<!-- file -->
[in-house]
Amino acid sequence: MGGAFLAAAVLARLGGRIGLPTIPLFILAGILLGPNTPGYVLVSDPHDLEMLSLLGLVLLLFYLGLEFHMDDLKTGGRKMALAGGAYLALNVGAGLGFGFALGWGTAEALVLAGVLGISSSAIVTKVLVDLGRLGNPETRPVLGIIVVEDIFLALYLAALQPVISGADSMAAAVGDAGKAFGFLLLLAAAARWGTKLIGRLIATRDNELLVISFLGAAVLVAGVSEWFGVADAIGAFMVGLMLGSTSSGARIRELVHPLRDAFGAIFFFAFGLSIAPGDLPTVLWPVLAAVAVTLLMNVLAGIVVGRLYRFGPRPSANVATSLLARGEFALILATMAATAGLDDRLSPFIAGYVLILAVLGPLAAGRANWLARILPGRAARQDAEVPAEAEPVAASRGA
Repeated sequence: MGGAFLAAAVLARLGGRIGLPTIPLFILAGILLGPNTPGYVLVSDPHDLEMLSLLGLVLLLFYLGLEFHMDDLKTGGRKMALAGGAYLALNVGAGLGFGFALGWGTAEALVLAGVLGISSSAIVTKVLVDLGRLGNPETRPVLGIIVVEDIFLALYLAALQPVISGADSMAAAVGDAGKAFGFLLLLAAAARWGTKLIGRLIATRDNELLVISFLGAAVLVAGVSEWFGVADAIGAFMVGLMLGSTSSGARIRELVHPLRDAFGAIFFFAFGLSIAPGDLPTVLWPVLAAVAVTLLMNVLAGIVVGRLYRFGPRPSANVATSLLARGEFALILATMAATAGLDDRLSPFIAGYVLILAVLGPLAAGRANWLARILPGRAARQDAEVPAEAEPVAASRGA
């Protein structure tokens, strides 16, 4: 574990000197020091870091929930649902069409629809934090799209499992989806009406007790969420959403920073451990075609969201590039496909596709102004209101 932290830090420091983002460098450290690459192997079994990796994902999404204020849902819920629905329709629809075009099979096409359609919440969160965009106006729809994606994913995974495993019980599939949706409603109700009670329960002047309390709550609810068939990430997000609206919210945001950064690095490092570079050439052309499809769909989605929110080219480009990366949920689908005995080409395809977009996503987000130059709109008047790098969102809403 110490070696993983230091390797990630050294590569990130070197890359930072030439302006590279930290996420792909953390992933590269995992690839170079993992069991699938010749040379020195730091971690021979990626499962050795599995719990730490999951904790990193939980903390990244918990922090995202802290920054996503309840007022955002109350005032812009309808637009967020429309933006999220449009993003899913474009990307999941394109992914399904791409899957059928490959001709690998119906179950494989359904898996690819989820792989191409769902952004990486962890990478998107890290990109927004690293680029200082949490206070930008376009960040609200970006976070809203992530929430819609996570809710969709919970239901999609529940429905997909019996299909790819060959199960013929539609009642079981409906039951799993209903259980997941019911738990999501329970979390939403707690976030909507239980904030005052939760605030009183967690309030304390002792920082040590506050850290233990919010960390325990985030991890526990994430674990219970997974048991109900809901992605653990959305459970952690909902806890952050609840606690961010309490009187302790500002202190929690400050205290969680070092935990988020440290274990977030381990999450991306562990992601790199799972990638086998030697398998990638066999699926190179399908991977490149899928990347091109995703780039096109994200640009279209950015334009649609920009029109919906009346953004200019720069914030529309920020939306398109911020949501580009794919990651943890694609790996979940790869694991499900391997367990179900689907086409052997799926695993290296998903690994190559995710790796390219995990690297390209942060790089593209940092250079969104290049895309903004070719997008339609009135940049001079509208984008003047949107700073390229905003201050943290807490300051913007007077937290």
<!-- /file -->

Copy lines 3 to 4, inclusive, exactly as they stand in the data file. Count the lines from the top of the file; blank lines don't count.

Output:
Repeated sequence: MGGAFLAAAVLARLGGRIGLPTIPLFILAGILLGPNTPGYVLVSDPHDLEMLSLLGLVLLLFYLGLEFHMDDLKTGGRKMALAGGAYLALNVGAGLGFGFALGWGTAEALVLAGVLGISSSAIVTKVLVDLGRLGNPETRPVLGIIVVEDIFLALYLAALQPVISGADSMAAAVGDAGKAFGFLLLLAAAARWGTKLIGRLIATRDNELLVISFLGAAVLVAGVSEWFGVADAIGAFMVGLMLGSTSSGARIRELVHPLRDAFGAIFFFAFGLSIAPGDLPTVLWPVLAAVAVTLLMNVLAGIVVGRLYRFGPRPSANVATSLLARGEFALILATMAATAGLDDRLSPFIAGYVLILAVLGPLAAGRANWLARILPGRAARQDAEVPAEAEPVAASRGA
């Protein structure tokens, strides 16, 4: 574990000197020091870091929930649902069409629809934090799209499992989806009406007790969420959403920073451990075609969201590039496909596709102004209101 932290830090420091983002460098450290690459192997079994990796994902999404204020849902819920629905329709629809075009099979096409359609919440969160965009106006729809994606994913995974495993019980599939949706409603109700009670329960002047309390709550609810068939990430997000609206919210945001950064690095490092570079050439052309499809769909989605929110080219480009990366949920689908005995080409395809977009996503987000130059709109008047790098969102809403 110490070696993983230091390797990630050294590569990130070197890359930072030439302006590279930290996420792909953390992933590269995992690839170079993992069991699938010749040379020195730091971690021979990626499962050795599995719990730490999951904790990193939980903390990244918990922090995202802290920054996503309840007022955002109350005032812009309808637009967020429309933006999220449009993003899913474009990307999941394109992914399904791409899957059928490959001709690998119906179950494989359904898996690819989820792989191409769902952004990486962890990478998107890290990109927004690293680029200082949490206070930008376009960040609200970006976070809203992530929430819609996570809710969709919970239901999609529940429905997909019996299909790819060959199960013929539609009642079981409906039951799993209903259980997941019911738990999501329970979390939403707690976030909507239980904030005052939760605030009183967690309030304390002792920082040590506050850290233990919010960390325990985030991890526990994430674990219970997974048991109900809901992605653990959305459970952690909902806890952050609840606690961010309490009187302790500002202190929690400050205290969680070092935990988020440290274990977030381990999450991306562990992601790199799972990638086998030697398998990638066999699926190179399908991977490149899928990347091109995703780039096109994200640009279209950015334009649609920009029109919906009346953004200019720069914030529309920020939306398109911020949501580009794919990651943890694609790996979940790869694991499900391997367990179900689907086409052997799926695993290296998903690994190559995710790796390219995990690297390209942060790089593209940092250079969104290049895309903004070719997008339609009135940049001079509208984008003047949107700073390229905003201050943290807490300051913007007077937290």